Editor's Note: As the labor market heats up, unevenly as always, it's time to ensure that these two core talent strategies - compensation and staffing - are linked by a common understanding of what it takes to get the right people in place at your organization. And what if they aren't? That is the question explored in today's Classic.
During an installment of our Lunch at the Compensation Cafe series a few years back, a member of our audience, Zak, posed a question about what to do when a staffing challenge bumps up against your compensation philosophy:
What should you do when you find a superstar candidate who breaks your compensation philosophy?
A great question, one which shines a light on the critical connection between your compensation philosophy and your staffing strategy (really, your entire talent management strategy). Certainly many HR programs - compensation included - must be designed with the flexibility to address legitimate exceptions to the rules. With this in mind, it is important to have a protocol in place to handle these in a consistent and objective manner tied to business needs and realities. It is when the exceptions become the norm that you have a real problem.
When your staffing efforts create an ongoing need to override your compensation philosophy and policies, it's time to bring leaders together for an honest discussion. This conversation might include questions like the following:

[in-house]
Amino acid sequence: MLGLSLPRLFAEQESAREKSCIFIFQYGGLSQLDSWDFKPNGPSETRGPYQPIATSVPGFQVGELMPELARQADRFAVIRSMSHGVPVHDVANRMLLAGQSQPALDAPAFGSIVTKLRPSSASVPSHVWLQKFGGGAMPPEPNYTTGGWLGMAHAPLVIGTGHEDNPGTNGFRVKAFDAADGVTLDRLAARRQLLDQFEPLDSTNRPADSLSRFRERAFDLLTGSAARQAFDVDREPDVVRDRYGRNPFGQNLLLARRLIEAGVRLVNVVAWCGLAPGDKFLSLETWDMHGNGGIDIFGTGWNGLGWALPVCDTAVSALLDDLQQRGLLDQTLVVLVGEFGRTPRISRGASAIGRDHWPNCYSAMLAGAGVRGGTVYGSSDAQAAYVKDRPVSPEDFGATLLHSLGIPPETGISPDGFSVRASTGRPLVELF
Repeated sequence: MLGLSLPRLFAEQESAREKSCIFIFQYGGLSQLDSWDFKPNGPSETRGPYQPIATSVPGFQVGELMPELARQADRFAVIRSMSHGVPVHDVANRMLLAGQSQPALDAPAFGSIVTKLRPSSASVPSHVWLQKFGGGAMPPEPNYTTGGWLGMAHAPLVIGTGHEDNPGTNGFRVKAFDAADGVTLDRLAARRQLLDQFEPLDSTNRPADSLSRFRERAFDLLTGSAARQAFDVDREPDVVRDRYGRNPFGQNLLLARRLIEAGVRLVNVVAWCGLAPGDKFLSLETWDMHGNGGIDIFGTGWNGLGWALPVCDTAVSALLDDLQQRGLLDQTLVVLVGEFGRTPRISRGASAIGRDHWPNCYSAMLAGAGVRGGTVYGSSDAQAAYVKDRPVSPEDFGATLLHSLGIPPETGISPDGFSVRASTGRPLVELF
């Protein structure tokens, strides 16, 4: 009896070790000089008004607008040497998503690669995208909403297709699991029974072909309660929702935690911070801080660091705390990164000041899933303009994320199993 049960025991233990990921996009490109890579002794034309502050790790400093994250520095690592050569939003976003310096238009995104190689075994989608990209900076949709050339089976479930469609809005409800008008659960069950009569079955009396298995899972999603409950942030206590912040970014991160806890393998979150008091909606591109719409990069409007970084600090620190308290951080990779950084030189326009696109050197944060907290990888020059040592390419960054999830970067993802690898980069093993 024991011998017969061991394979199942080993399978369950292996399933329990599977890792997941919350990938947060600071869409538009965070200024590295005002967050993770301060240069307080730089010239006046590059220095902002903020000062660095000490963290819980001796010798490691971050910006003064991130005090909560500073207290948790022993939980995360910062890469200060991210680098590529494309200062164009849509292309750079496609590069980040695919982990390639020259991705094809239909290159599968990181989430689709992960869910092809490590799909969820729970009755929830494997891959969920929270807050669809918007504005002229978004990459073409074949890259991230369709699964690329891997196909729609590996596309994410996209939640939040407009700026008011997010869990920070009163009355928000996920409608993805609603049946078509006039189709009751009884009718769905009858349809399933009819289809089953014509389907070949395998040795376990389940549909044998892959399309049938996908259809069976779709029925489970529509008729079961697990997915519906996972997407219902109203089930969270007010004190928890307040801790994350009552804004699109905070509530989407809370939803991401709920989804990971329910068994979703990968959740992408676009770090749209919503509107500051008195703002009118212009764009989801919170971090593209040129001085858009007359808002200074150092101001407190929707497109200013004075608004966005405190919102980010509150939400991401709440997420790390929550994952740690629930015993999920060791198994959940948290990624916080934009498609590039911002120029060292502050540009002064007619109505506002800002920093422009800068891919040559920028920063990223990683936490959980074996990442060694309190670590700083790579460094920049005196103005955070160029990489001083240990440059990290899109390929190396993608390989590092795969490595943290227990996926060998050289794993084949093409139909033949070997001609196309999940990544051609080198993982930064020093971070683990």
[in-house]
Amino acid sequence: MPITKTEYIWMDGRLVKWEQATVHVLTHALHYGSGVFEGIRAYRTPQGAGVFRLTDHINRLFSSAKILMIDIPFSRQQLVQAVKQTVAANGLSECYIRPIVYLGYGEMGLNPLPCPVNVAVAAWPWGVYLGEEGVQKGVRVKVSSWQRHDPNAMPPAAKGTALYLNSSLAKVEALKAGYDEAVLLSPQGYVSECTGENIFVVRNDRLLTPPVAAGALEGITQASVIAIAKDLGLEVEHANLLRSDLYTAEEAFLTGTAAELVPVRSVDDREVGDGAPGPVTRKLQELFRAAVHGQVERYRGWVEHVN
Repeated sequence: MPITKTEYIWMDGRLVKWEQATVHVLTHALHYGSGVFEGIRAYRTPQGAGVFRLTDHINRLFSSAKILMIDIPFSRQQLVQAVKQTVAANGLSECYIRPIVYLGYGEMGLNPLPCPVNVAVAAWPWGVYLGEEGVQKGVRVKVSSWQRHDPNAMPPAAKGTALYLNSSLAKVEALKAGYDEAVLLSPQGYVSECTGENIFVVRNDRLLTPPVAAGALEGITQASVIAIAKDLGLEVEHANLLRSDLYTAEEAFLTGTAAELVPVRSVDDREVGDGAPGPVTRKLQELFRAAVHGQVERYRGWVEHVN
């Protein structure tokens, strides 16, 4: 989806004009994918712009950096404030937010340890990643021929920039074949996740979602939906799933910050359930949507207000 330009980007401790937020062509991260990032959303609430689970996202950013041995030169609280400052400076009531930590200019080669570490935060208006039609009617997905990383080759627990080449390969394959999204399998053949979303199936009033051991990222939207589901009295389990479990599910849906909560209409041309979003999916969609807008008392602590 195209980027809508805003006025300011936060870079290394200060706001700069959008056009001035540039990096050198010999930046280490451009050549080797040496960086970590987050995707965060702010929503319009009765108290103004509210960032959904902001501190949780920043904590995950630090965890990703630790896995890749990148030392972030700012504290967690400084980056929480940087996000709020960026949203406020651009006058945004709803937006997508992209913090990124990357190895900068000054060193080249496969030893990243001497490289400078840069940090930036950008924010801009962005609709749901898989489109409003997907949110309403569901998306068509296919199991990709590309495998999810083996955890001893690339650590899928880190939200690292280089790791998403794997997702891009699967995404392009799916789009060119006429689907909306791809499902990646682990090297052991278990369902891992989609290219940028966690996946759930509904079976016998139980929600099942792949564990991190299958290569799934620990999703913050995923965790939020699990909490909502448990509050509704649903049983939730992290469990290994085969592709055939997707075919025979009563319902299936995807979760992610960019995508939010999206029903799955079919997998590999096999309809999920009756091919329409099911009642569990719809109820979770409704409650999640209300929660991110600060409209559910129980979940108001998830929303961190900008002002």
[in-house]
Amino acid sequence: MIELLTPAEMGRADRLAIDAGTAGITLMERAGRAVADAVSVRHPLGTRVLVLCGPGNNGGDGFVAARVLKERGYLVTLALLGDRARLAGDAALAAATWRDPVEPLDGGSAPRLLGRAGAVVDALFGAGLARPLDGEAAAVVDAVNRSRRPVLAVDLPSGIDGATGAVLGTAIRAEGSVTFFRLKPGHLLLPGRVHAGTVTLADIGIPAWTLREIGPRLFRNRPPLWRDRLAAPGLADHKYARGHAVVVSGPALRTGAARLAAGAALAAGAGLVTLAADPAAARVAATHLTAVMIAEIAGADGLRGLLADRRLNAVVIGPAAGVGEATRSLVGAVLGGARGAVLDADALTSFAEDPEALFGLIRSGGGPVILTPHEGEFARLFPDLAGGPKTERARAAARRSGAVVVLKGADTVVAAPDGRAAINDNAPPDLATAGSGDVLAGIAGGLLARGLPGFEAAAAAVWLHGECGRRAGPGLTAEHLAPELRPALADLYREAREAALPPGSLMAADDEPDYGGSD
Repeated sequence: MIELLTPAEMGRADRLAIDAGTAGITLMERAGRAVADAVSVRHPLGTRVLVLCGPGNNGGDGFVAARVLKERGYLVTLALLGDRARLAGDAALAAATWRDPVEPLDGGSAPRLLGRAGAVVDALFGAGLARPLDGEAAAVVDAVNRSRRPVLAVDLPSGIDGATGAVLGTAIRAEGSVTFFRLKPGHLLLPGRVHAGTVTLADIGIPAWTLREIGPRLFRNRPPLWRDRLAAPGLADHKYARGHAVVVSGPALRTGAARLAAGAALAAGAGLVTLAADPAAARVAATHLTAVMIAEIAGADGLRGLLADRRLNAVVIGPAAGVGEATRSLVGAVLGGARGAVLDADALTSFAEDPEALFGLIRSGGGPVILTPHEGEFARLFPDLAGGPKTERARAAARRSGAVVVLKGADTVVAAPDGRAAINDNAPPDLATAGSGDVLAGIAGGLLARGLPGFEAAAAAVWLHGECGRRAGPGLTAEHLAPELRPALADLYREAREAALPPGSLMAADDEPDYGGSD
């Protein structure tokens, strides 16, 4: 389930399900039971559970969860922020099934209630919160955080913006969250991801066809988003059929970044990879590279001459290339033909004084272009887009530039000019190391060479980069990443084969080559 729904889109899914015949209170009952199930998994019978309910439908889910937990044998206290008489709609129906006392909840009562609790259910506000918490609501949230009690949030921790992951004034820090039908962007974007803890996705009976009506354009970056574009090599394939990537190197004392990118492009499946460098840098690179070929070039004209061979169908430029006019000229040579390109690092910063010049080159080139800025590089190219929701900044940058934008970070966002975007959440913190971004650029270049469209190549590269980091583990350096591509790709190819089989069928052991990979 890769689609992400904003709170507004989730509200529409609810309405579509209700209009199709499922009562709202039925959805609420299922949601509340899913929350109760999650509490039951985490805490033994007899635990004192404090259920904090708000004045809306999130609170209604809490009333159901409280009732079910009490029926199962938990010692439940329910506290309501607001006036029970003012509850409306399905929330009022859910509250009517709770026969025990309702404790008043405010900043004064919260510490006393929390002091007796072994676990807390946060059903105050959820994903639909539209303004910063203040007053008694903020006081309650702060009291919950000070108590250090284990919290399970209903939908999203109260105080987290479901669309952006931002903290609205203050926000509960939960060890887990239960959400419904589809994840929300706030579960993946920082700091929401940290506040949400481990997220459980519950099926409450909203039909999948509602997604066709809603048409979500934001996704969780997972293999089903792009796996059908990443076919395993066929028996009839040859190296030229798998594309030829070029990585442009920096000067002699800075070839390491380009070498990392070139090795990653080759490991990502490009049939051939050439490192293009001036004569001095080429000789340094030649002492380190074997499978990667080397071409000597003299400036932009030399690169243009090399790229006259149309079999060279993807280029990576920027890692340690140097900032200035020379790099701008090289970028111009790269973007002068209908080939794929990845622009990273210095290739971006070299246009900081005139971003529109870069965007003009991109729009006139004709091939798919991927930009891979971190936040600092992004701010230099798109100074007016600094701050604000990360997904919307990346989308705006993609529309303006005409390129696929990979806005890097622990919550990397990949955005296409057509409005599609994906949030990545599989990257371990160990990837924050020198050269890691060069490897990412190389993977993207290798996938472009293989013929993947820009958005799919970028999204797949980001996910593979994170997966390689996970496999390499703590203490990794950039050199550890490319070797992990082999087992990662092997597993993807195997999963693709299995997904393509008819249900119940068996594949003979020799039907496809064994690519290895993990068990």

What kind of talent - truly and honestly - do you need to attract to your organization? If you are committed to a workforce of "superstars", you'd better be clear about what that term means to you. Specifically ... in terms of experience, credentials, attitude, potential, etc. And how that level of talent fits into your business and operating model.
Must the kind of "superstar" talent you have deemed essential to your business be bought? Can they be developed? Is your company capable of and committed to developing them?
What kind of career do you envision the "superstars" having with your organization? Abbreviated and sweet, where you tap their talents for the short time you can hold on to them, after which you resign yourself to their inevitable leap to the next thing? Or do you want and intend for them to stay and find a career (or at least the next step on their career ladder) with your firm?
Do your current compensation objectives, principles, approach, level and mix support this staffing strategy? Does bringing in a "superstar" workforce demand premium levels of compensation? If it does, do you have the programs and processes in place to ensure you're getting sufficient return on that outsized investment in talent? Or have you inadvertently resigned yourself to simply having higher labor costs than your business competitors?
Readers weigh in! How many of you have encountered an undeniable compensation/staffing disconnect? How do we identify the tipping point when we move beyond simple exception management to a genuine talent problem?
Ann Bares is the Founder and Editor of Compensation Café, Author of Compensation Force and Managing Partner of Altura Consulting Group LLC, where she provides compensation consulting and survey administration services to a wide range of client organizations. She earned her M.B.A. at Northwestern University’s Kellogg School and enjoys reading in her spare time. Follow her on Twitter at @annbares.